The Indiana Gazette from Indiana, Pennsylvania · Page 15Click to view larger version
February 5, 1908

The Indiana Gazette from Indiana, Pennsylvania · Page 15

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The Indiana Gazette i
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Indiana, Pennsylvania
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Wednesday, February 5, 1908
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Page 15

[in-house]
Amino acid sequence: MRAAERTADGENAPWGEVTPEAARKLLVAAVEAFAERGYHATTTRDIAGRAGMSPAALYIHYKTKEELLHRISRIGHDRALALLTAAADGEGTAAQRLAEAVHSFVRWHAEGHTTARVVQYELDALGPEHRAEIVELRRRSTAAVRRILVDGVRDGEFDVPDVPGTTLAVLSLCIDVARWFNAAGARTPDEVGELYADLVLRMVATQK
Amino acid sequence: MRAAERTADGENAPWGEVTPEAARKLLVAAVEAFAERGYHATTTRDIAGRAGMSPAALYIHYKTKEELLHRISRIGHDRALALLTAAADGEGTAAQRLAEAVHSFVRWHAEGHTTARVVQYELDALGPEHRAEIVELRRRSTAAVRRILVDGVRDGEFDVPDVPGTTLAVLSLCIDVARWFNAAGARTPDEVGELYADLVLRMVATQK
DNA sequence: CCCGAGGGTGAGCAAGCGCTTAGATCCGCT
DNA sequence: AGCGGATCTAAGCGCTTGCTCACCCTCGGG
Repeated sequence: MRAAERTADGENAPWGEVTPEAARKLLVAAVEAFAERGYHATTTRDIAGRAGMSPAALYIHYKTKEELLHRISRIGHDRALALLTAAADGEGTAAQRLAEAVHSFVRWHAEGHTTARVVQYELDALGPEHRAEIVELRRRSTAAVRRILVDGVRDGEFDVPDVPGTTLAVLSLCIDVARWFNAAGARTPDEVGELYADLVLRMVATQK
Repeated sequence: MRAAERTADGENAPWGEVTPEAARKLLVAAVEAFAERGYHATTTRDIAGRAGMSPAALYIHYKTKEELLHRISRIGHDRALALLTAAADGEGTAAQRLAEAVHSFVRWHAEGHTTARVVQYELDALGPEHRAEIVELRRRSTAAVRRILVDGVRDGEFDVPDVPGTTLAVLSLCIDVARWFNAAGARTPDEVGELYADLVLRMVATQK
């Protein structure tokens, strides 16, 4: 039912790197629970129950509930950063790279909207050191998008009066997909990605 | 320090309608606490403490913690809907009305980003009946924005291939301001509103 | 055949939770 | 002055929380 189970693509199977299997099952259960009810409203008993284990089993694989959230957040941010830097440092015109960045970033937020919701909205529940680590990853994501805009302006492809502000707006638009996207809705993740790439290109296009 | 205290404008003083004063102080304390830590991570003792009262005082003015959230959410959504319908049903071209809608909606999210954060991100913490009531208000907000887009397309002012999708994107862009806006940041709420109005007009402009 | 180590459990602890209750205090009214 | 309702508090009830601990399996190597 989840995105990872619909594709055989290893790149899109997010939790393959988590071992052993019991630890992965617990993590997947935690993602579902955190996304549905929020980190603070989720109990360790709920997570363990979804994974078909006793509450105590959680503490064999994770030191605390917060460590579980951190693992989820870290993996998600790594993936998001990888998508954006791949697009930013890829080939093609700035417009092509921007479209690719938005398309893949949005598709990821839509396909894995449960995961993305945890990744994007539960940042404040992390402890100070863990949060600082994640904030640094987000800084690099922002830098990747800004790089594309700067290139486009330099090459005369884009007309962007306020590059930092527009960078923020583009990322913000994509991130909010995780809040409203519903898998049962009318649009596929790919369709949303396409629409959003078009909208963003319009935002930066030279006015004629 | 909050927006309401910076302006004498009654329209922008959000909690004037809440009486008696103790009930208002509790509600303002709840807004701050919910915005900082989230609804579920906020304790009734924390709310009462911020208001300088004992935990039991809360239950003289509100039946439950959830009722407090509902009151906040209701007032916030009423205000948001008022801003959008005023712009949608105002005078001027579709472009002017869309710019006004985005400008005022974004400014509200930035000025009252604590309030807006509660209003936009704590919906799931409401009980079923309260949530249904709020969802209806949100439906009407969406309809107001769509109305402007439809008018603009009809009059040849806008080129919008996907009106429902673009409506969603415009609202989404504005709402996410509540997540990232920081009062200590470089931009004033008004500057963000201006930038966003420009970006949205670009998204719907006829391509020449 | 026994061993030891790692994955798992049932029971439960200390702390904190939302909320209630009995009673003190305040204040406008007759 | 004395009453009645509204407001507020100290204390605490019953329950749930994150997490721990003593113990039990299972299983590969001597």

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tttl8 INDIANA 3 19U8 GMT PAPER iT unsure OTN iia Fforlh American Favors Indiana Resident's Re-Won. SPEAKS FOI Representative Waison Helped Place Legislature, on a Higher Plane. LONG PROMINENT IN PARTY In a recent illustrated political article the Philadelphia North American point°,d out a quintet of legislators who should be re-elected. Out of the semi' number an honored,Indiana county's representative, Hon. M. ,C. Watson, of town, was one of the chosen fe*. The Hrst Assemblyman's career, reviewed is that of Frank Craven, steward of California Normal School, who fathered the Local Option bill. Others praisod by this great newspaper follow : Dr. John M. Martin, of Mercer coonty; W. C. Freeman, of Lebanon count,?, and George Moecrip, of Bradford county. Under a caption Watson's Record •Speaks for Him," the paper says: The manner in which he has represented Indiana county in the House putt- M. Clark Watson in line for another election '6rf the ttepublican ticket. HP is one of the 1907 members who helped to place that Legislature on a higher plane than any other for years and years. During the [session his voice and •vote upheld the Republican state plat- •forrn ideas and were recorded against any attempt to disregard them. He belonged to the best element in the House and never parted company with it. Watson baa long been prominent in the party affairs of Indiana county. A lawyer, he served two terms as district attorney. He was a delegate in the Republican national conventions of 1888 and 1904. In 1892 he was Indiana's choice for the Republican nomination for state senator in the Indiana-Jefferson district, but the prize was carried off bylJefferson^county. At Harrisburg be enjoys the esteem and confidence of his fellow-members to an unusual degree. TUore proof (iial Ly<!i;i !•:. Pinkham's V'V^slfihlo.C'OIII|M»IIII<| s;iv«>s \\ r (iin;in from surgical opcratiniiM. Mrs. S. A. Williams, of (iardi)u;r, Elaine, "writes: " 1 was a friv.-i.t-, snlViM-er (Yum female roubles, and hydiii I 1 ). 1'in'i h;u;i's Wy(>. l;ilde Compound, restored me to health in throe months. after my physician declared that sin operation was absolutely ii«cess(iry." .Mrs. Alvina Spcrlin;. 1 :, of !•">( Cloy- bourno Ave., (.'hica^o, II!., \\ riles: "I suffered from female troubles, a tumor and itinuh iu!!;uiimatiou. Two :>f the best doctors in Chieun-o decided that an operation v.'sis necessary to save my life. J/ycIJji.'K. PinUhatii's Yeyetablp, Compound entirely cured me without an operation." FACTS FOR SICft WOMEN. For thirty years Lydia E. 1'ink- ham's Vegetable Compound, made from roots and herbs, hits been the standard remedy for female ills, and has positively r.uivd thousands of women who have ln;en troubled with displacements, in tht in mat ion, nice ration, fibroid tumors, invirnlsiriiios, periodic pains, backache, that bearing-down feeling tialulency, indijjes- tion,dimiiess,oi'nervous prostration. Why don't you try it V Mrs. Plnkliam invites all sick women to write her for advice. She has guided thousands to health. Address, Lyua, Mass. TO CTTKB A COL.IMN OAK DAT Take LAXATIVE BROMO Quinine labJets. Druggists refund money if U ialls to cure. E. W. Grove'3 sig;- . *t\i >•••-•. la on eacb hoy- 2Sc TRI-STATE NEWS IN BRIEF , Greonsburs, Pa., .Ian. JO. — Two trackwalkers. Jan Dacko\\- and Alike Svaika, were run down by an engine and killed. Altoona, Pa., .Ian. :"!0. — J. l.prj Plum- 'tmer of Hollid<!.v.-;bii:',u; announces bis Candidacy for the legislature from tbu | second dUM'lrtof Blair county. j Johnstown, Pa., .Jan. ;•!<!.. --Tlio mines '{Of the Pennsylvania, Heecb Creel; and od the family of Henry Sieving today. Mfss Margaret Cost spent Wednesday with her uncle, .Charles Burns, of Blalrsville. Datilel Woolf, of Penn Run, who had benn in Johnstown, is now viaii- ing in Freei>ort. Dr. and Mrs. F. S. Crawiord entertained 14 of their friends at a diuoer party Tuesday oveuing at their home on..You'll Six'jh strr>;!t,. Amorjf Im.'iJiriH resii.lynts in Pitta- bun; ye-toiday T B. Clark was regis- t'rfd at the 3'Vtrrh A vnnun Hotol and ' : L. renc.fi V. McJrfMt'lit was a guest at t u> K.ort Pitt. niotig those ffgti.:U:i f (iil nt the New i'uliaua. Hotel today were: J M. Rnflf- ni-.'r, of Glen Campbell: Dr. C. E. Kink-, of ShtMoctn: K. K. Carney and McGeery, of Strongstowo: V. J. -i. of Punxflutawney: and P. M. lleldy, of Rossiler. John Faint, a former resident of this place, but at preHeni manager of be American Union Telejhone Com- pauy at Bedford, Is visiting his old friands in Indiana Mr .Faint is a son of the late George Faint, who died In John? own some years ago. Following inspection, Serg. Meade Miirsball treated a number of the guardsmen and officers to an oyster supper at Weamers, two dozen guests being present. CHAUTAUQUA ASSEMBLY MAY BE LOCATED HERE Promoter Thinking of Conducting Concerts and Lectures During Summer. WILL CONTINUE TEN DAYS Rheumatism Cannot Bo Cured Unless Uric-0 Is Used Sudden Deaths, Heart Pnilure and Paralysis Are Caused By Poisonous Uric and Rheumatic Acids The ntimimatlo prison Is skeptical IIIR tlio olalrns of iiliiiost any ruinudy ailvortlstnl as A cure for lilioumutisin and ono can scarcely lilnme lilm for III-IHK so. All t!i<> Hiittora and liniments combined ncvor actiuilly cured ft case of Khminmtlsm. They may relieve It In ono quarter, biitltissiirntobrnnk ont- else. Tlio only Into way to run? It la to rtrlvo It from tho system, for ns lonn us tlm Urlo ;inJ IJIicumatii: Acid remains In tlio blood, out* !s ncvor ont'.roly tree, from tlio trnuhle. Tills Is whnro tlm value of Urlc-O as a pitrtnanent euro for Kheumatlsm comes In. It ftnnki out tlio KlUMimatlR poison in tho blond, innsrluK ;iml klilnnys, ri'ndcra It Inert and liannloSH uii<l drives it out of the system. That is why Urlc-O is siirli 'an ad- mil-able and effnctlvp cure for Klieumatlsm. Tho chief reason that Uric-O Is such a wuudurful cure for Hlionmatlsni Is, that It Is designed and prepared to euro Kheunia- tlsm and Klioumatlsm only. It Is composed of perfect antidotes for the rheumatic acid poison in tho system. That Is tlm secret of Its wonderful success, liheumatlsm simply cannot exist In a person's system If Urlc-O Is used. Urlc-O Is sold by draughts at 7r>c and $1,00 tlio bottle, but If yon still feel (skeptical about Its efficacy you can test It free of charge by cuttlnn out this advertisement and sending same, together with your name and address, also the name of your druggist, to The Smith Drug Company, Syracuse, N. Y., and they will send you a satnplo bottlo free. To persons who write and say they have never used Urlc-O., and want to test It thoroughly, and will agree to take It systematically according to directions, they frequently give a regular 76c bottle free. Uric-O is sold and personally recommended in Indiana by .T. H. Houk, Indiana Pharmacy. Coal company at Khronl'eUl 'have closed down, throwing 500 men out of New Castle, Pa., Jan. ;:0. — Samuel Prank, age eight years, an Italian boy, died from injuries suffered when run (over by Dr. Montgomery (bis touring car. Pa., Jan. "0.—Rupert femeiaiia, an Italian contractor, of Pittsburg, ciiort iu tho Mount Pleasant aospital from morphine poisoning. It is supposed he K wallowed Hie drug •fOluritarily. Elwood City, Pa., .Tan. :v>.--()n tlv? new Pittsburg'. •!;.; vonv ;,;..! New -Castle street railway ITU!:-?•<*, cros.-;ir.^ Frhtir. Ak«,ji was struck by a K I|V i<'!"". e' •'! forty feet to (!v; Ice betov and killed. ' (,;urnbus. O., Jan. "ft. — Rkiiller Broi?., conducting a jewelry store on t£fci>t Main street, rnported to the police that burglai'H entered their place iDd got away with stock to the value if J^OO. The swag consisted of diamonds and jewelry. > Blueileld, W. Va., Jan. 80.—Fire destroyed thirteen buildings in the tewn of Kimball in McDowell county. The tewn vrai without fire protection and but for the asaiituxo* rendered by several train crews It would hare been wiied out. The loss la $50,000. | Olrard, O., Jan. 3».—In anticipation ot several new steel mills in the vicinity, real estate dealers have purchased a large tract of land between Youngstown and Girard and expect to /build up a new town next summer, place will be known as Arlington. POINTS ON PEOPLE FOR WKI>tVKHI»AY. W.S. Greer, of Coral, was a Gazette caller Tuesday, John C. Strong, of Clymer, was a Gazette caller today. Charles Henning, of Glen Campbell, spent the day in Indiana. N. H, Blakeley, of Shelocta, was a business visitor here Monday. J. A. Huey, of Hortons, wae an Indiana business visitor yesterday. • A. T. McNutt, of Blacklick, was visiting friends in Indiana on Tuesday. Mr. and Mrs. H. F. Thomas, of Greensburg, recently visited friends here F' D. Glover, of East Liberty, was a guest at the A. S. Cunningham home last night. H. G. Serene is seriously ill with grip at his home on West Philadelphia street. Miss Molly Smith, of Pittsburg, is the gueat'of her sister, Miss Alice Smith, of Oak street. "Joe" Needier, an old-time Susquehanna river raftsman, is in town today from his home in Cherrytree. Miss Maggie Woodward, of Smith's station, is the guest of Mr. and Mrs. James Campbell, of Water street. Robert Galley spent the latter part of last week with his parents, Mr. and Mrs. A. F. Galley, of Oak street. Mrs. Frank Long, of Turtle Creek, was called to Indiana Saturday, owing to the severe illness of her mother, Mrs. R. W. Langham. Miss Edna Smathers has returned to her home on North Sixth street, after a two month's visit with relatives in DuBois and Pittsburg. Miss Mttttie Ray, who has spent the past t»o months with relatives in Indiana county, left Tuesday for her home in Greenfield, la. J. A. Dlllen, of Clymer; W. H. Beegle, of Punxsutawaey, and Grant Snyder, of Glen Campbell, were among out-of-towu visitors in Indiana Linville's j yesterday. Mrs. Eva G. Thompson is attending a meeting of the W. C. T. U. Executive Committee at Blairs ville today. She will visit her daughter, Mrs, J. C. Bair, of Trafford City, before return- Ing home. C. C. Heckel, of Allegheny, returned home today after a brief visit with his son, Prof. Albert K. Heckel, of the Normal School. Mr. Heckel was also a guest at the home of Mr. and Mrs. W. D. Baah. Mrs. John Hoover, of Starford, and her sister, Mrs. Gorman, of Connella- ville, arrived here last evening from the latter's home. After visiting Mrs. Hoover's daughter, Jeannetta, of Eleventh street, they will go to Starford. Monroe Torrence, a student at Meicersburg Academy, will arrive home tonight. He ia threatened with pneumonia, following an attack of the grip. He ia being accompanied as far aa Blalrsvllle Intersection by a fellow- student, and hie mother will meet him there and accompany him to Indiana, KOB THUltMUA Y. C. M. Cramer, of Blalrsville, was a Gazette caller today. Fred Dilta, of Brushvalley, was an Indiana business visitor today. H. S. Marshall, of Pittsburg, visit- An effort is being made to organize a Chautauqua to be held in this town in July or August. it will consist of a series of entertainments, concerts and lectures, continuing about ten days with two sessions each day. If a suitable grove can be had they will be held out of doors. R S. Kellerman, of Bradford, was in town Wednesday and Thursday in the interest of it, and received a good deal of encouragement. The quality of the attractions secured by this organization may be judged from the following list which held the boards for ten days at Defiance, Ohio, last fall, when 100 subscribers who each paid $10, supported the Chautauqua during the engagement: Baxter Concert Party ; Hassler Concert Company with Holmes, the blind pianist; Hon. Geo. W. Thompson; Herbert Sprague; John Temple Graves; Hon. John S. Wise; Imperial Concert Company, with Hartz, the magician; Kred Emerson Brooks; Ford, the Car-! J° 1nt WILL DELAY ACTION Operators and Miners to Postpone No- gotiations for the Present, Indianapolis, hid., .Jan. :',!.—Kepre- Bfniiiiives of tho'oonl niiiifrs and of the oporaiors of Illinois, Indiana, Ohio and Western Pennsylvania, known as tlio central competitive field, met to decul« whether a joim. coulertmee shall be called 10 make a wage scale to go into i.'f't'eut April 1 and to reestablish the interstate agreement which was interrupted two years apo. Operators of Western Pennsylvania last night hHd n long caucus, and at Us close it was announced that many i of the leading operators favor taking no final action at this time, but would favor an adjournment today, leaving the business In such shape that later the national officers of the miners and the representatives of the operators toonist; The Dickson Jubilee Singers; i Richmond P. Hobson; Otterbein Male quartette; Dr. C.G.Jordan,and Frederick S. Goodrich. of the four states may call a general nferptico lo consider a wage agrnement and rppstabllsh the Inter- TRI-STATE NEWS IN BRIEF Greensburg:, Pa., Jan. 81. — Today Westmoreland county's new $1,500,000 courthouse was dedicated. Oil City, Pa., Jan. ol.—Charles .T. Carlson, a lumberman of Kane, Pa., committed suicide by shooting himself hi the head. Altoona, Pa., Jan. lit. — William Whallen, a Pittsburg machinist, stepped In front of a trolley car and was knocked down. His back was broken and hia less paralyzed. Philadelphia. Jan. 31.—Rather than submit to a kiss from John Kelly, a boarder at 218 .McAlpine street. Mrs. Delia Rieinick leaped i'rom the window of Kelly's second - story room and broke her leg. Medina, O., Jan. 31. — Herman Holmes, traveling passenger agent for the Louisville and Nashville Railroad company, died at hia home here of dis state relations. Some time in the mouth of April was suggested for this conference, (he miners In the meantime to coiuinue at work after April 1 and have ilie wage scale, when agreed upon, so into effect as of that date. Indications nt tin- close of the operators' r-diil'i roncp were that, this course may ! •' adopted and it' so no will be called at. this convention will ad- Saturday, leaving :-i'!Hocl. They have not hey will agree to Insane Mon Calls Three Children Into H s Shop and Shoots Them Down HILDA STUMPF TELLS OF LIFE i IN AFRICA, i JVeslern Men She Works Among Are Occupied Herding Goats. DOJOSI WORK. In East Africa Gardening and Carrying Baggage Falls to Weaker Sex, Rome of the ciinlceit lamls for trfftln i._ stoiik raisinjrntv] mixed fnrmincf in th« new < trie!-; of .Saskatchewan and Alberta 'dttV^-'j I oTitly b->n Oiirttfil for Sotllrlllctit «fll}<Srl 1 .ntry ir.ay now IK- oi.'tdo by proxy (on COftftl i.T.nditions)', by tho father, mother,son.daugh " '•rothcT or sister of an intending: homegl '! iKaisatvV; of lioincstoaits of. If"0 aefes each Hi'.-; n<-.v,- f;ni;v r.Vnln.-ible In tlieso groat gft j.Towin,;. .v;.ii:'-;-r;'.Ui!ijf and mixed farming lions. 'P'.fro V'i'i uii! timl healthful cljmate» £i n<'iir;i!"i;'.-. di<in.iu;.s for fiim'ly ' fur yi/'ir ciiii.'r'in, stood luws, and railro.ul, convenient to market. ^ Kntryfre in parhoaae isSlO.OO. For p«tt»j "Last H»<!t We 1 ;'."particulars as to rates/ best time to. «••> ami where to locate, OKO. A. HALL Z& floor House Bklff., I-ittsborg, Pa. 3 Canadian Government Indiana Electric Electrical Contractor HUMANS AND ANIMALS IN HUTj 724 Philadelphia Stree« Friends in Indiana have received j Dynamos, Telephones, n ^ the following interesting: letter from Miss Hulda Stumpf, dauerhler of Mr. J. R. Sturapf, who recently went to British East Africa as a missionary Kljabe, B. E. Africa, via Mombasa, Dec. 20, 1907 :—Since I am anxious that you should all know something about my tr'.p and the condition of the country as we find It In British East Africa, I am sending this general let- Batteries, Gas and line Engines. Bicycle and Automobile Supplt¥ Repair Work of All Kind* '' OLIVER TYPEWRITER JOHfl F. STEWJU IN DER TAKER AND INDIANA, PA. Residence, 5 si Oak St. Phonerjf Upholsterec™folding cpaira and latest improved; leathefr top tables to- rent, (or weii'dlngs, pat etc. J vV H TTK FRONTS i.uci, ,7 ter, I have bad my first visit to a native , village where goats, sheep and human ' Office !n W hite Front Store beings occupy the same hut. The houses are built of bamboo acd thatched with grass; the center or highest point Is about ten feet, slop- Ing to the outer edge until the door or bole to crawl thru, is about three feet high. This is the only means of ventilation. They call these places "crawls" and it is surely a very suggestive name. They are circular in form. The chief occupation for the men is herding goats; the women do the gardening, wood chopping, carrying of heavy loads, etc. The women carried all our trunks and baggage from the depot up to the mission station, a distance of about three miles. It is considered a disgrace for a man to carry a load of wood, pail of water, etc. Meulbch, a wuiiMmn,. u.«« ^ u» u»iu« u», C V.L u»- j placement ot the heart. He was sixty- J four years of age. Columbus, O., Jan. ?,1..—Denis O'Sul- liyau, Irinh comedian and singer, who has been playing at tli« Southern theatre in Peggy Machey, was operated upon at Grant hospital for appendicitis. His condition Is critical. Washington, Pa., Jan. 31.—In front of hie home at Allenport John M. Van- dergrlt't, head of the Vandergrlft Dla- oompuny, was killed by a train. Va«dergrift's wife is critically ill and BKB not been told of her husband's death. Wilkesbarre, Pa., Jan. 31. —- Zero weather prevailed throughout the Wyoming valley. At Bear creek, Gleu Summit, Harvey's lake and Dallas it wai seven degrees below, and at Ha- •leton eleven degrees below. The 8us> quehanna river IB frozen over. Columbus, O., Jan. 31.—On application of the Smith Agricultural Chemical company of Columbus a temporary Injunction has been issued by Judge Bigger in common pleas court restraining the Ohio state board of agrlou! ture from publishing In full the an au&l report of the board, soon to be Issued by the publie printer. The petl Uott recites that the report centalns alleged anulyvea of samples of fertil- taers munufuctured by the Smith eeaa paw, which it is reported were taken without the permission or knowledge of the complainant. Jan. ;U. — William II. curriagemakor at 419 Ar- shot and killed one of his daughters, five years old, and fatally wounded two other children. The clothing consists of a goat skin thrown carelessly over the shoulder, and a great deal of tin and brass ewelry; rings on the ankles, toes, neck and ears, also bands or strings of beads around the head and waist Some of the older ones have the ears torn entirely off from carrying such a heavy weight of rings, and it ia quite a common thing to see the lower part of the ear torn oil. Many of the natives are quick and eager to learn, and have some little talent for music. They are very inquisitive and do not hesitate to ask questions. The climate up here is delightful. We are at an elevation of 7,000 feet; our house stands on the hill side ai the foot of which is a beautiful valley extending many miles toward the west, then another range of mountain; to our right is a smoking mountain 12 miles away, but it looka as if it might be only a half mile. The nights are cool enough to enjo.v a wood tire. During the day the sun is very hot. The chief timber just/ near ut is wild j olive and cedar. The folks who have been here long enough have all kinds of blooming ilowers. The roses and geraniums grow like trees almost and bloom continually. Ferns of all kinds grow wild. All the from Mombasa to Kijabe, a distance of 1575 miles, we saw banana, cocoanut and mangoe R. —LEADING— Jewelers and Opticians We oorreuc all tnai glasses will rei yearn exp«rienoe: WEHULE Near Ind: .elects ot oedy. Mote fca»B oy_,, mo Optical Boslneaft [BUILDING, Ian* House. TRI-STATE NEWS IN BR! The carriage shop is beneath tha rooms in whirh the Meutsch family trees, besides many others that were new to us. We also saw many wild animals along the way from the coast, live. The l',nlicr called (ierlrude, tha oldest dan.uhu.T, telling her to come to the carriage shop. As 'aha stopped through tin- door .Meutsch tired a bullet Into her abdomen, killing her instantly. lie i ben called Jennie, three years old, and shot her as she entered the shop. William, ilie i wo-\ car-old son, was the lasi victim to be called and hiu father shot him abovo itut heart as he came in. The two children were taken to a nearby hospital, where it was stated that both of them will die. Mrs. Meutsch and an older son were upstairs at the time and heard the shots, but paid no attention to them. A short time after Mrs. Meutsch saw her husband in the backyard carrying the dead body of Gertrude and the unconscious form of Jennie In his arms. She at one telephoned t£e police. In the meantime Meutaoh placed the children on the floor ef the basement ani lock«d himself In a small closet. Police Captain Harding and Lieutenant Lynch broke down the door and arrested him after a short struggle. The murderer is believed to be o( unsound uiind. He confessed that ha intended to kill another daughter, eighteen years old, who was absent When the tragedy occurred. such as antelope, deer,zebra,monkeys, ane bison. There ia some beautiful farming country. I would suggest that aome of our Indiana county farmers move out, where they will not need to fertilize. Lame Shoulder Cured. Lame shoulder is usually caused by rheumatism of the muscles and quickly yields to a few applications of Chamberlain's Pain Balm. Mra. F. H. Me- Elwee, of Boiatown, New Brunswick, writes: "Having been troubled for some time with a pain in my left shoulder, I decided to give Chamberlain's Pain Balm a trial, with the re- Scranton, Pa., Jan. 27. etin while applying for work in-a" at Archbald was killed by afaviof Tyrone, Pa,, Jan. 27. — Bl. L6' Hamilton of Pittsburg, while |attei ln£ to board a freight ride to Harrisburg, was killed. New Kensington, Pa., Jan. 2 foxhound belonging to James St< of Parnassus has been on the tr; a fox for a week and refuses to ; don the chase. Butler, Pa., Jan. 27.—Accordir the medical examination in the B public schools only 54 children o 1 a total of 1,015 are without phj imperfections. Latrobe, Pa., Jan. 27.—Mrs. Vir Malay died in a Pittsburg hot from a bullet, wound accidentall filet f!tl !:y her ten-year-old son, was playing with his father's revt Johnstown, Pa., Jan. 27.—•' . '"" d!ck, a^n nine, was accid/A and killed by his brother twelve. The bullet. - p.en. boy's back. Thoy were mark. Bucyrns, O., Jan. 27.—With~na, lodged iTosswisa in Ms throat, CharK Shock, a carpenter, walked five mile to a physician and then waited until tha doctor returned from a professional call. Lorain, O., Jan. 27.—Jessie McGuire, ag« seventeen, parted with a large section of cuticle from her thigh. 1 It waa used in a skin-grafting operation, by which it is hoped to save her father's lifo. Pittsbiini, Jan. 27.—Guiseppe Murino, a young foreigner, was arrested in the Sowii'kley pn.stolfic* on a charge of sending Black Hand letters to Richard R. Quay, son of the late Senator Quay, and others. Ironton. O., Jan. 27.—In a premature explosion of dynamite John Wheeler*• burg los: hoili arms and Joseph fite Yens hiis i-y>'.>ij;lii.. Wheelersburg atn not live. They were blasting a stack at the Etna furnace. Wheeling. \V. Vu., Jan. 27.—Whilo suit that I got prompt relief." For saleby all druggi»' CASTOR IA Foi Infants and Children. Tha Kind You Have Always Bears the coasting at Bridgeport, O., a bob Sletl \ hit a tek'phono pole, killing George.'' Matheny of Bridgeport and seriously Injuring Albert Shaffer, Bernard Shafi fer, Paul ami Clyde Bell Krio. i'a.. Jan. 27. — Jauiea S. Sttl rett, tiso fi::]u y-s.nvu, a recluse, foiled dead in an Sxlo room of a b' ing which lie owned. His boast that be had never spent a cent fo bacco or liqi'or and had never tOU ( » playing canl. i .¥ a.u-J3